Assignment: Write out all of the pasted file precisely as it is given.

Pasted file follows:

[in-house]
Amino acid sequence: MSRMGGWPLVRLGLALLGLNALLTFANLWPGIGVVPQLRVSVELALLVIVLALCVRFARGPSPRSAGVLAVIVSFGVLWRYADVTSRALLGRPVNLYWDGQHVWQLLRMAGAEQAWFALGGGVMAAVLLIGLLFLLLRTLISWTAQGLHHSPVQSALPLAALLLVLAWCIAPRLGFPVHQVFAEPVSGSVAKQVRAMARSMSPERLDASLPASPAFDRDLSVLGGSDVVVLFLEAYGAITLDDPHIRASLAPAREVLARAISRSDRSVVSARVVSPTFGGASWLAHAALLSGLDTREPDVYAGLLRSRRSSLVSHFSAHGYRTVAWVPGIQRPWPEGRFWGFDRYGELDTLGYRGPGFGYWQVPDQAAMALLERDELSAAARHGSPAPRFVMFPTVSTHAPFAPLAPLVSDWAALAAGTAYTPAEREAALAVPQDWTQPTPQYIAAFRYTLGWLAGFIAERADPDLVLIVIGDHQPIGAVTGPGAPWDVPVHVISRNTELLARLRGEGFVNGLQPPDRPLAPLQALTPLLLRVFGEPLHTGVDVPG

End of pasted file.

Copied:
[in-house]
Amino acid sequence: MSRMGGWPLVRLGLALLGLNALLTFANLWPGIGVVPQLRVSVELALLVIVLALCVRFARGPSPRSAGVLAVIVSFGVLWRYADVTSRALLGRPVNLYWDGQHVWQLLRMAGAEQAWFALGGGVMAAVLLIGLLFLLLRTLISWTAQGLHHSPVQSALPLAALLLVLAWCIAPRLGFPVHQVFAEPVSGSVAKQVRAMARSMSPERLDASLPASPAFDRDLSVLGGSDVVVLFLEAYGAITLDDPHIRASLAPAREVLARAISRSDRSVVSARVVSPTFGGASWLAHAALLSGLDTREPDVYAGLLRSRRSSLVSHFSAHGYRTVAWVPGIQRPWPEGRFWGFDRYGELDTLGYRGPGFGYWQVPDQAAMALLERDELSAAARHGSPAPRFVMFPTVSTHAPFAPLAPLVSDWAALAAGTAYTPAEREAALAVPQDWTQPTPQYIAAFRYTLGWLAGFIAERADPDLVLIVIGDHQPIGAVTGPGAPWDVPVHVISRNTELLARLRGEGFVNGLQPPDRPLAPLQALTPLLLRVFGEPLHTGVDVPG